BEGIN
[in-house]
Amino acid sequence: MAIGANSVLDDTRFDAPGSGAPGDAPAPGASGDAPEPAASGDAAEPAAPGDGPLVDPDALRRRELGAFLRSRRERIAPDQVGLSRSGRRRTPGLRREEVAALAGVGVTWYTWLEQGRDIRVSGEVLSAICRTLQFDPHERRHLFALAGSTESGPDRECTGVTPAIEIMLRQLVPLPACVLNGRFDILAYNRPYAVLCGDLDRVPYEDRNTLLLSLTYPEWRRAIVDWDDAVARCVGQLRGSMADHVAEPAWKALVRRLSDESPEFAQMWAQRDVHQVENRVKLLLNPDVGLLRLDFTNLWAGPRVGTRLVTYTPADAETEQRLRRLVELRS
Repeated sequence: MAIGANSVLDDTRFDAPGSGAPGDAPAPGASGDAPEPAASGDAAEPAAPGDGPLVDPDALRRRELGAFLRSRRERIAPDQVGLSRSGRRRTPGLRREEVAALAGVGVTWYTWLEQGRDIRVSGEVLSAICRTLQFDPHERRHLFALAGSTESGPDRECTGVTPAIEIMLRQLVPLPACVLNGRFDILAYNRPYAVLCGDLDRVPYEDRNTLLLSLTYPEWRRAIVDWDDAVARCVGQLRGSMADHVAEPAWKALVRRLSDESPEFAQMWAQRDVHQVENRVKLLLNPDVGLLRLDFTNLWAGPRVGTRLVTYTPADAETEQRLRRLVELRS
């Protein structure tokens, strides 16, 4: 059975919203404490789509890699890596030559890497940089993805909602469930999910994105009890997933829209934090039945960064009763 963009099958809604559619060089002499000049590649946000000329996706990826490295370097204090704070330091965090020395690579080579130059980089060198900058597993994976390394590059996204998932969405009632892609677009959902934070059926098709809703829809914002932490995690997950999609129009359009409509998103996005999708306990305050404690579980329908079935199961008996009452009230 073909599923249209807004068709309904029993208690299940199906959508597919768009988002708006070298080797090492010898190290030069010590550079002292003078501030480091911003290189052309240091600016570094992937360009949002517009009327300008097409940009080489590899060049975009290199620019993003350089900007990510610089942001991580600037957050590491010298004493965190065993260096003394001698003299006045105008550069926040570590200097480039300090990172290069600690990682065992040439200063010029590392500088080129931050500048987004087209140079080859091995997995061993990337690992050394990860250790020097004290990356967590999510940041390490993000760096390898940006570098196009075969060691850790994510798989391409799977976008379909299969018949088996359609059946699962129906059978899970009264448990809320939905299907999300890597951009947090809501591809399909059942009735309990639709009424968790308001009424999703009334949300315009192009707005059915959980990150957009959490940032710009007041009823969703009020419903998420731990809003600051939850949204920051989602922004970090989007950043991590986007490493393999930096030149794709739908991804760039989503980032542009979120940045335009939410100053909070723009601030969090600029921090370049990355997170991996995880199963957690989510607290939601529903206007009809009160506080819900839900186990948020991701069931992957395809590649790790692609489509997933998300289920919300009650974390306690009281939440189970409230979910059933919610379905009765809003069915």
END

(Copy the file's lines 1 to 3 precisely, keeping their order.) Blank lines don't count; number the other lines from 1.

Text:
[in-house]
Amino acid sequence: MAIGANSVLDDTRFDAPGSGAPGDAPAPGASGDAPEPAASGDAAEPAAPGDGPLVDPDALRRRELGAFLRSRRERIAPDQVGLSRSGRRRTPGLRREEVAALAGVGVTWYTWLEQGRDIRVSGEVLSAICRTLQFDPHERRHLFALAGSTESGPDRECTGVTPAIEIMLRQLVPLPACVLNGRFDILAYNRPYAVLCGDLDRVPYEDRNTLLLSLTYPEWRRAIVDWDDAVARCVGQLRGSMADHVAEPAWKALVRRLSDESPEFAQMWAQRDVHQVENRVKLLLNPDVGLLRLDFTNLWAGPRVGTRLVTYTPADAETEQRLRRLVELRS
Repeated sequence: MAIGANSVLDDTRFDAPGSGAPGDAPAPGASGDAPEPAASGDAAEPAAPGDGPLVDPDALRRRELGAFLRSRRERIAPDQVGLSRSGRRRTPGLRREEVAALAGVGVTWYTWLEQGRDIRVSGEVLSAICRTLQFDPHERRHLFALAGSTESGPDRECTGVTPAIEIMLRQLVPLPACVLNGRFDILAYNRPYAVLCGDLDRVPYEDRNTLLLSLTYPEWRRAIVDWDDAVARCVGQLRGSMADHVAEPAWKALVRRLSDESPEFAQMWAQRDVHQVENRVKLLLNPDVGLLRLDFTNLWAGPRVGTRLVTYTPADAETEQRLRRLVELRS